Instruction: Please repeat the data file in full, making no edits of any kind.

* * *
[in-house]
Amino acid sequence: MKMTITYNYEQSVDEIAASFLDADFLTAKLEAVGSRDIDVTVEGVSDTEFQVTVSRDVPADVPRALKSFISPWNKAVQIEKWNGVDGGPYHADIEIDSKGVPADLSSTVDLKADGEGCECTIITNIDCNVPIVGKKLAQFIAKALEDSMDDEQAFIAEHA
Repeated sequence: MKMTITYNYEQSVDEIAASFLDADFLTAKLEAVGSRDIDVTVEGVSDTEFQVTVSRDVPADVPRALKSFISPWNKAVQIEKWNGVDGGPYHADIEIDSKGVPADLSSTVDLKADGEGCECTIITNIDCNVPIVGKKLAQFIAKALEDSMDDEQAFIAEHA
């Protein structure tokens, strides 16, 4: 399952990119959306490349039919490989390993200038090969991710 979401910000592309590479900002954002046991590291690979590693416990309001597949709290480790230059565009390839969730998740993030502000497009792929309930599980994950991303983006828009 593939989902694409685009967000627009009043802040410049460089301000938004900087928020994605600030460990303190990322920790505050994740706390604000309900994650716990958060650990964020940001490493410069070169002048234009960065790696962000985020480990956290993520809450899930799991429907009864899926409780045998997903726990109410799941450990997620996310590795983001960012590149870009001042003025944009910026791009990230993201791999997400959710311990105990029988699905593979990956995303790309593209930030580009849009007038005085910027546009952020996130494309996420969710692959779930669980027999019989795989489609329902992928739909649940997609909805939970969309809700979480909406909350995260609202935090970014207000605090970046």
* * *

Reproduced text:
[in-house]
Amino acid sequence: MKMTITYNYEQSVDEIAASFLDADFLTAKLEAVGSRDIDVTVEGVSDTEFQVTVSRDVPADVPRALKSFISPWNKAVQIEKWNGVDGGPYHADIEIDSKGVPADLSSTVDLKADGEGCECTIITNIDCNVPIVGKKLAQFIAKALEDSMDDEQAFIAEHA
Repeated sequence: MKMTITYNYEQSVDEIAASFLDADFLTAKLEAVGSRDIDVTVEGVSDTEFQVTVSRDVPADVPRALKSFISPWNKAVQIEKWNGVDGGPYHADIEIDSKGVPADLSSTVDLKADGEGCECTIITNIDCNVPIVGKKLAQFIAKALEDSMDDEQAFIAEHA
């Protein structure tokens, strides 16, 4: 399952990119959306490349039919490989390993200038090969991710 979401910000592309590479900002954002046991590291690979590693416990309001597949709290480790230059565009390839969730998740993030502000497009792929309930599980994950991303983006828009 593939989902694409685009967000627009009043802040410049460089301000938004900087928020994605600030460990303190990322920790505050994740706390604000309900994650716990958060650990964020940001490493410069070169002048234009960065790696962000985020480990956290993520809450899930799991429907009864899926409780045998997903726990109410799941450990997620996310590795983001960012590149870009001042003025944009910026791009990230993201791999997400959710311990105990029988699905593979990956995303790309593209930030580009849009007038005085910027546009952020996130494309996420969710692959779930669980027999019989795989489609329902992928739909649940997609909805939970969309809700979480909406909350995260609202935090970014207000605090970046």